California pest control advisors (PCAs) and growers have a well-stocked arsenal when it comes to miticide choices. Ironically, this season the mites sensed it and decided there was no point in even showing up.

“It’s been pretty light this year, although we’re starting to see some pressure,” says Thad Stephen, independent PCA who consults in the Willows/Maxwell area of California. “It’s most noticeable in young almonds. The more mature orchards are not as susceptible, and the weather this season has been near ideal so the trees are not under as much stress as they’ve been the last couple of years.”

One miticide application has pretty much held any pressure that existed all season, according to Stephen. “I put out Zeal on cotton, almonds and walnuts and it’s worked extremely well,” he says. “It’s nice to have so many options now. With Zeal, Oberon, Envidor, Onager and Agri-Mek and some of the others, we have a lot of options for a good rotational program. We’re starting to see resistance in some of the older products such as Comite and Omite. Now that we have alternatives, we can minimize that issue.”

Another luxury of having so many alternatives is the ability to pick and choose a miticide that fits a particular window. David Haviland, University of California Cooperative Extension Kern County farm advisor, has worked extensively with miticides to evaluate how to best utilize them in a given time frame.

“I sincerely hope the days of just spraying something because there might be a problem are over,” he says. “We’ve got enough materials now that we can be a lot more judicial in what we use and when we use it.”

With multiple new miticides registered in California in trees, vines and row crops over the past couple of years, PCAs and growers can be choosy, according to Haviland. Early and mid-season choices should focus on the goal of preserving beneficials and predatory mites as well as knocking down initial populations, he says.

If handled judiciously during the early part of the season, mid to late-season miticide options can continue to keep populations suppressed with minimal intervention. Agri-Mek is often the product of choice during the early part of the season as a preventative in tree crops, as is Zephyr in cotton, especially since they are relatively easy on beneficials. However, resistance concerns in some areas — particularly the San Joaquin Valley — are prompting PCAs to consider other choices.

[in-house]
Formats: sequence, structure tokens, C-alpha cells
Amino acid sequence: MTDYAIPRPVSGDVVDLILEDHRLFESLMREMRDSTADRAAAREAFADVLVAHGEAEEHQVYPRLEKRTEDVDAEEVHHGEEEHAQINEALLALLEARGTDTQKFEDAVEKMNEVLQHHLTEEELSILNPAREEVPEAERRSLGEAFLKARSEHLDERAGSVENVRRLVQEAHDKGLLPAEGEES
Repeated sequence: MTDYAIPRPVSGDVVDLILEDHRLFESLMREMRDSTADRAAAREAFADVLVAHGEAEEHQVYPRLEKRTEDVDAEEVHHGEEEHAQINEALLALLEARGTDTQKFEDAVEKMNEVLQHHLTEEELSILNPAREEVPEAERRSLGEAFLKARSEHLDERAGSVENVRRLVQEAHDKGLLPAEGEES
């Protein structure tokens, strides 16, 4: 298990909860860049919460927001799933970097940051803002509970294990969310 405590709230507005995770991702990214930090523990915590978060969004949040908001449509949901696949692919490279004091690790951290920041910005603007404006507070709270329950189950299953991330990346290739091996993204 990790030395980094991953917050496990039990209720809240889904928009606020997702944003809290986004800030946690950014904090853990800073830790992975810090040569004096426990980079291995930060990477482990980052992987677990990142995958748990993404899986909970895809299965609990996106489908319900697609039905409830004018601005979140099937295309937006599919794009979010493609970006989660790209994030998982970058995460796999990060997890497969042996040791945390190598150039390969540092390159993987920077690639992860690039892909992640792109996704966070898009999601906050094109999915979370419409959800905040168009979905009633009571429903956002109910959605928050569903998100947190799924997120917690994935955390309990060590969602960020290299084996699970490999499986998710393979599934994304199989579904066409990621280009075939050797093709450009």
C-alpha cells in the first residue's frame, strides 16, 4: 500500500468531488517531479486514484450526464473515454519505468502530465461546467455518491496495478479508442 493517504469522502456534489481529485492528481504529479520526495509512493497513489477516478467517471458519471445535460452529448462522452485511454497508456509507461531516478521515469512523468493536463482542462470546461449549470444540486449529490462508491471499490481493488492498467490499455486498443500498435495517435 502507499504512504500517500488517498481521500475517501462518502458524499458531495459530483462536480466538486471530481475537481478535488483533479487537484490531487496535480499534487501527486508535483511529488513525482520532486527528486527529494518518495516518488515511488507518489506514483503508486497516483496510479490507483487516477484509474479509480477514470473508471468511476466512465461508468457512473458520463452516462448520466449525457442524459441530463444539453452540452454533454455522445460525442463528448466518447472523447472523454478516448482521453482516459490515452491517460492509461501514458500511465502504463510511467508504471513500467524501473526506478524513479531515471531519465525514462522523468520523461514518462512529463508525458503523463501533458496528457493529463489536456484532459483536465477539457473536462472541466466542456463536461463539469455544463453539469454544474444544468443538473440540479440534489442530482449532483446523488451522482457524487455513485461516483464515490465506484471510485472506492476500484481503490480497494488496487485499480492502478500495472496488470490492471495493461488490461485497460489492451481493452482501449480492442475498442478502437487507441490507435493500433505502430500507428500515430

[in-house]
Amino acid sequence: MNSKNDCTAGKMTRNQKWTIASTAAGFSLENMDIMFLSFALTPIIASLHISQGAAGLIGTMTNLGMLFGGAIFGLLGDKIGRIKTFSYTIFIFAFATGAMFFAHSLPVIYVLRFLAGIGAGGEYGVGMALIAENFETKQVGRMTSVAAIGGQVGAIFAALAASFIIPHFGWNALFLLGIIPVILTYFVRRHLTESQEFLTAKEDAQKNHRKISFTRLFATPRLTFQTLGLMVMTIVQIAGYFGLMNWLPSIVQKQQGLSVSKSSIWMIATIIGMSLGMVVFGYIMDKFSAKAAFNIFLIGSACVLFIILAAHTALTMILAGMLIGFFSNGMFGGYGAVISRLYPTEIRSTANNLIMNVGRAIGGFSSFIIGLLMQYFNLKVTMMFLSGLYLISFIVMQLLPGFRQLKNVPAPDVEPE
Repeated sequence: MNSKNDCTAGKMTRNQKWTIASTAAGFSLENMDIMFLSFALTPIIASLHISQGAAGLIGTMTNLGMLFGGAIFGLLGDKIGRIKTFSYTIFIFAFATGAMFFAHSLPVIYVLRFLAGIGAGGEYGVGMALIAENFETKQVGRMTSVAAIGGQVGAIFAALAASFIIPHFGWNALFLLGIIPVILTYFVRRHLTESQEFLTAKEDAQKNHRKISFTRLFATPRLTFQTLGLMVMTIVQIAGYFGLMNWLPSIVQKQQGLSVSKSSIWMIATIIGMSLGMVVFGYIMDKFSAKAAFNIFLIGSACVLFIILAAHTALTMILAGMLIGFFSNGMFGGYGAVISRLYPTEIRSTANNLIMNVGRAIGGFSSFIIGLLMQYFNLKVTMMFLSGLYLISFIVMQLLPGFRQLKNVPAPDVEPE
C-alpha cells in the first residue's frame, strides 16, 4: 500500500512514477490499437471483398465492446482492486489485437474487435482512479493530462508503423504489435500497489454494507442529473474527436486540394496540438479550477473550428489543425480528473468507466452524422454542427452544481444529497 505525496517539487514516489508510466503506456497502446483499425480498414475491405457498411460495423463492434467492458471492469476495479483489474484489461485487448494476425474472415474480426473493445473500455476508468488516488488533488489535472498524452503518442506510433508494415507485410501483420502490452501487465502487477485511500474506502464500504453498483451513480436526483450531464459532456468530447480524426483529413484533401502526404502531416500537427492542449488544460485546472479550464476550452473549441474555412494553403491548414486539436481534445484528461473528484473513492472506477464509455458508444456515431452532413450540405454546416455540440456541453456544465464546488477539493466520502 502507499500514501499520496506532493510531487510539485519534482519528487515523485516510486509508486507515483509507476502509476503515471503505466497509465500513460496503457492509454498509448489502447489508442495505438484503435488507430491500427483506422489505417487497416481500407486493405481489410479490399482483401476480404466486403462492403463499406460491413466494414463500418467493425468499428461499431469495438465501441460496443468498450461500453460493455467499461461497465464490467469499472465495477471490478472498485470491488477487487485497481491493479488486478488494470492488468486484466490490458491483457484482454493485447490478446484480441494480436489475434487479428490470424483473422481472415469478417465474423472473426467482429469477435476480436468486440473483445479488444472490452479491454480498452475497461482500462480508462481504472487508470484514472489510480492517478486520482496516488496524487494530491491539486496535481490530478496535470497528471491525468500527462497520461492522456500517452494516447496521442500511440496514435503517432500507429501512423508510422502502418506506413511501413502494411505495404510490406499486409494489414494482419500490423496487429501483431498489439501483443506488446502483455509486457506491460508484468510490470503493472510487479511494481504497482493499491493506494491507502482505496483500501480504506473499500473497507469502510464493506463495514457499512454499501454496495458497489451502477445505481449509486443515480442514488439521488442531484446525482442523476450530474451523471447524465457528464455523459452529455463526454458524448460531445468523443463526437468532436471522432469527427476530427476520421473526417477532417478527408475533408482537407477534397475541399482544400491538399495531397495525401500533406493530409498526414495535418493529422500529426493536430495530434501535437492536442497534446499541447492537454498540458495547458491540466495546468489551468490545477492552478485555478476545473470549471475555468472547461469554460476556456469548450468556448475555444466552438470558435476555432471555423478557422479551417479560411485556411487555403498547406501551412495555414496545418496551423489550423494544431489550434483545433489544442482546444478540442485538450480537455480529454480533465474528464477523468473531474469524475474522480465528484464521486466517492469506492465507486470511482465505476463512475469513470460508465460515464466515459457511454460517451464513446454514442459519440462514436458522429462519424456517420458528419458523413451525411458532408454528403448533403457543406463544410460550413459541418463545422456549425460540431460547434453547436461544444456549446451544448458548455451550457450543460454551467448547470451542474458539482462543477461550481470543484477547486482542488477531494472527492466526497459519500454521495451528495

Additionally, preventative measures are just dollars down the drain if nothing shows up. If mites don’t materialize early in the season, which was mostly the case this year, some of the newer chemistries can be utilized later as mites begin to build to a threshold.

“Three new growth regulators, Zeal, Envidor and Onager have an excellent fit during the middle portions of the season in almonds and other tree crops,” Haviland says. “The same is true for Zeal and Oberon in mid to late season cotton, even by air. “These are not so much knock-down products to use to put out a mite fire, but fit best during that middle part of the season when mites are just beginning to build, and there is still enough season left where a decent residual control is still needed. It is best when used with low threshold numbers of mites, but can still be effective later than that in some cases.”

Many of the newer chemistries require time to work which tends to make growers nervous. “A product like Zeal doesn’t knock down a mite population instantly,” Stephen says. “You can spray it at low thresholds and you may see a little webbing later on, but the eggs are pretty much destroyed. You have to be more patient with these new materials, but they are very effective.”

Scouting has become more important in mite management as a result. “Products such as Envidor and Zeal are best when mite populations are low and building,” Haviland says. “Because they don’t have quick knock-down, it’s important to apply these types of products at the appropriate threshold timing. They will still work under heavy mite infestations, but not as effectively as if they are applied at early threshold levels. If mite populations are a little higher, or show up close to harvest where pre-harvest intervals become limiting, newer contact miticides such as Fujimite, Acramite, Desperado and Kanemite are added options to the old standbys."

With a literal buffet of effective miticides to choose from, PCAs and growers are in a premier position to manage mites more effectively than ever before. As evidenced this season, a good mite management strategy doesn’t necessarily mean throwing the book at them before a problem materializes. Growers who watched and waited kept a few more dollars in the bank.